China to activate world’s first clean Nuclear Reactor
Scientist of the Chinese government has unveiled plans for an experimental nuclear reactor that does not require water for cooling. This reactor will run on liquid thorium instead of uranium and is expected to be safer than the traditional reactors. As molten salt, when exposed to air, cools and solidifies quickly thus insulating the thorium, causing any potential leak to spill very little radiation into the environment compared to the leaks from traditional reactors.
- It is expected that this prototype reactor will be completed in August and the first tests will begin in September.
- This testing will pave the way for building the first such commercial reactor which is slated for construction by the year 2030. As water is not required by this type of reactor, it will be able to operate in desert regions.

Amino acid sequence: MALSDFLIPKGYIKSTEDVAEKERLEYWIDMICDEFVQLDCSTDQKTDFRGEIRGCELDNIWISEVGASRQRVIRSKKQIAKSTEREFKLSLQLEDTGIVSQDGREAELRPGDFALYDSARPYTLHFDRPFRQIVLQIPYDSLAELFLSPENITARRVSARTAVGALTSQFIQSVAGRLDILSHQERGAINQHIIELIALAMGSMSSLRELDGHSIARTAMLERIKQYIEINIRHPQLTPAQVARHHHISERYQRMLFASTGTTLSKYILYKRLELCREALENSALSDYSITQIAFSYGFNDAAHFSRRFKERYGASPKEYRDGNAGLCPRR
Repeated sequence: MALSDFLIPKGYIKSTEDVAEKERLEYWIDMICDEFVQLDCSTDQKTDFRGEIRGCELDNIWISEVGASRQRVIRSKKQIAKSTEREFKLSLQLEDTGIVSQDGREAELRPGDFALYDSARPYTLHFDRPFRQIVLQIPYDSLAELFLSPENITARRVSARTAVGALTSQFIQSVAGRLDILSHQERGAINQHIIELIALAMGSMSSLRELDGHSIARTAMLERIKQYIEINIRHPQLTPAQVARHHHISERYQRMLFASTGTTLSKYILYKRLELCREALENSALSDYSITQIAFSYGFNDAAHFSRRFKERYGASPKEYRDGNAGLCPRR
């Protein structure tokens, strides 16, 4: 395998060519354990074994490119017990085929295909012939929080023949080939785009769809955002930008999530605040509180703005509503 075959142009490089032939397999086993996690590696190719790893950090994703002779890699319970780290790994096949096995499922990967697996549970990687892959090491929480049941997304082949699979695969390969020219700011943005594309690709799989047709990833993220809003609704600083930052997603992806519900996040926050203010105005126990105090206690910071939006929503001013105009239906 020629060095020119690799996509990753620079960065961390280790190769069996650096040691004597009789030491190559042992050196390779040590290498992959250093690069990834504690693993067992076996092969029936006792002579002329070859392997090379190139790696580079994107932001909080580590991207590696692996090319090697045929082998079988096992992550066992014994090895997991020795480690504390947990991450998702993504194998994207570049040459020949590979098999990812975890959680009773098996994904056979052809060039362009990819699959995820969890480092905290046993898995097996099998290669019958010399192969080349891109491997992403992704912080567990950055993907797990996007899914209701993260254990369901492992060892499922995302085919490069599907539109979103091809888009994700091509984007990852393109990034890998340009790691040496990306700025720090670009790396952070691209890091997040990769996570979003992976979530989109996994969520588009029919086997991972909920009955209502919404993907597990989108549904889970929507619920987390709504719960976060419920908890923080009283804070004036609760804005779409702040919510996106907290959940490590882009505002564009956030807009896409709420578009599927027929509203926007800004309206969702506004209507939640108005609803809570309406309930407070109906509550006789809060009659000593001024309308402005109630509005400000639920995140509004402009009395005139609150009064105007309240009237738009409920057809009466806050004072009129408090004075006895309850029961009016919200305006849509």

- The desert city of Wuwei has been selected as the location of the first l reactor, and the Chinese government plans to build more such reactors across the plains and deserts of western China.
- A team at the Shanghai Institute of Applied Physics have developed this prototype.
Thorium is a radioactive, silvery metal which has been named after the Norse god of thunder Thor. It is more abundant and much cheaper than uranium, and it cannot be easily used to create nuclear weapons.
Molten-salt reactors, instead of using fuel rods, work by dissolving thorium into a liquid fluoride salt before sending this mixture into the reactor’s chamber at temperatures which is above 600 degrees Celsius.
President Xi Jinping’s plans to make China carbon-neutral by the year 2060 and this new reactor is a part of that plan.
Month: Current Affairs - July, 2021
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